Building contaminants are a health hazard. Landlords and employers are required by law to ensure healthy living and working conditions in order to guarantee a safe stay for tenants and employees. Due to contaminants contained in them, many building materials used prior to 1996 are problematic. Immanent health hazards must therefore be suspected as a matter of principle in buildings in which these were used.
Materials that are hazardous to people’s health include, among others: asbestos, man-made mineral fibers (MMF), polychlorinated biphenyls (PCB), heavy metals, wood preservatives such as pentachlorophenol/Lindane (PCP), polycyclic aromatic hydrocarbons (PAH), and volatile contaminants such as formaldehyde.
A possible biological contamination through fungi, bacteria, or pigeon droppings must not be neglected either. The same applies to usage-caused contamination that may occur over time, for example due to the use of lubricants, degreasing agents, or solvents, but also from oil-powered heating facilities. Hazardous risks may also result from dealing with total petroleum hydrocarbons (TPH), volatile halogenated hydrocarbons (VHH), and aromatic hydrocarbons (AH). With regard to building maintenance, the use of cleaning agents, disinfectants, and insecticides is another secondary contamination source.
Primary contamination risks are inherent in a wide variety of building materials, such as floor coverings, floor adhesives, insulation and sealing materials, screeds, paints, heating devices, parquet floors, wood used in construction. Such building materials are frequently covered up and only revealed during renovation work.
Relevant technical regulations for working with contaminated materials are – for instance for demolition, renovation or repair work with asbestos – TRGS 519 or – for handling old mineral wool – TRGS 521. Protective measures for work in contaminated areas are specified in TRGS 524 or in DGVU regulation 101-005 (formerly BGR 128).
For the property developer or the builder, this usually means delays in the workflow and unexpected additional costs for the disposal. P+R is a competent partner in this regard: In the decades since the company was founded, our employees have managed various restoration and demolition projects that required professional and safe handling of building contaminants.
Construction companies that handle contaminants such as asbestos must be able to provide evidence of their expertise in this area. When working with dangerous materials, special obligations regarding reporting, occupational safety, and disposal must be taken into account and complied with. Non-compliance is considered a violation of the environmental criminal law and thus entails the corresponding consequences for the builder and for the construction company.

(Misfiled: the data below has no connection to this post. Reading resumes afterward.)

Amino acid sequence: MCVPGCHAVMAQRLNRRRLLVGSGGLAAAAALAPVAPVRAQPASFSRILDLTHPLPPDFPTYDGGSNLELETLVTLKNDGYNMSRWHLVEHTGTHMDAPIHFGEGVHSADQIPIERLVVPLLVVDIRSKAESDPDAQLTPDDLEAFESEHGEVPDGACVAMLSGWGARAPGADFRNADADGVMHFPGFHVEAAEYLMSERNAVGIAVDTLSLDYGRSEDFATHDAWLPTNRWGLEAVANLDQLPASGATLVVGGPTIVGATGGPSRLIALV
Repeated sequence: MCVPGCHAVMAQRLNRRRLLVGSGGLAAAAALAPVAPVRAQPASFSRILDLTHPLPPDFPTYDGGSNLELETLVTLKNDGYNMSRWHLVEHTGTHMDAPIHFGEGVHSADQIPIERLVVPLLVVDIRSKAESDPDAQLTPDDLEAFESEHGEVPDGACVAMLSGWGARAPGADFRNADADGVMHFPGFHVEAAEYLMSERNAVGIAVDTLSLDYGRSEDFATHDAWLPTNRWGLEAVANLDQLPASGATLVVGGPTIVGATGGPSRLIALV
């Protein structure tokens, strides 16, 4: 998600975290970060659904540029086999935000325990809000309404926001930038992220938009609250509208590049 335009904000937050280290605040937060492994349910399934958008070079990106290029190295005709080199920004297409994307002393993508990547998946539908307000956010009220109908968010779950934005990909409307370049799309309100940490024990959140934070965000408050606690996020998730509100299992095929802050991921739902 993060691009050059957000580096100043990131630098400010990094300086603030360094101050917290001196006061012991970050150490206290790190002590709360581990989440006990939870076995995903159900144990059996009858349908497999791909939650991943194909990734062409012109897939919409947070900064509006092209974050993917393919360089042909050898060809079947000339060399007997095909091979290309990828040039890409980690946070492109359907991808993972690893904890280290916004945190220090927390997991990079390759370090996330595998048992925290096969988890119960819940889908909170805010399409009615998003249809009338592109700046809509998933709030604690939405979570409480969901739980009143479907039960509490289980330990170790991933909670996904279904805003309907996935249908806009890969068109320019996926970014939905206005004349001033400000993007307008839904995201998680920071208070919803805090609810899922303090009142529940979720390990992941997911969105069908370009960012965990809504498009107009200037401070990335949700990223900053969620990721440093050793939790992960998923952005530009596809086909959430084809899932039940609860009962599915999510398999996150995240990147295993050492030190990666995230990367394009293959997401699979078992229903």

By considering the problem of contamination during the planning and tendering of renovation and demolition projects, the risk of construction stand still and additional costs for the builder are minimized. A thoroughly planned and controlled dismantling of contaminated building materials contributes to a reduction of the disposal costs. As a health hazard, building contaminants decrease the value of a property. There are therefore not only legal and ecological, but also financial reasons why we recommend eliminating them in an orderly fashion.
Our services for handling building contaminants:
- Preliminary survey of the construction and usage history of buildings
- Building inspection by an expert and design of a sampling plan
- Technical exploration to take samples of materials and perform material analyses
- Indoor air sampling and investigation
- Creation of a contaminant registry
- Hazard assessment and assessment of the urgency of restoration
- Restoration and disposal concept, incl. quantity calculation and cost estimate
- Work and safety plan for renovation, restoration, and demolition projects
- Application of the necessary permits
- Tendering, evaluation of the offers, and consulting during the contract award process
- Site management for controlling and monitoring renovation, restoration, and demolition projects
- Safety coordination in accordance with DGVU regulation 101-004 (formerly BGR)
- Occupational Health and Safety coordination in accordance with the Construction Site Ordinance
- Management of the disposal of hazardous building waste using the electronic waste documentation procedure eANV
- Checking the success of the restoration project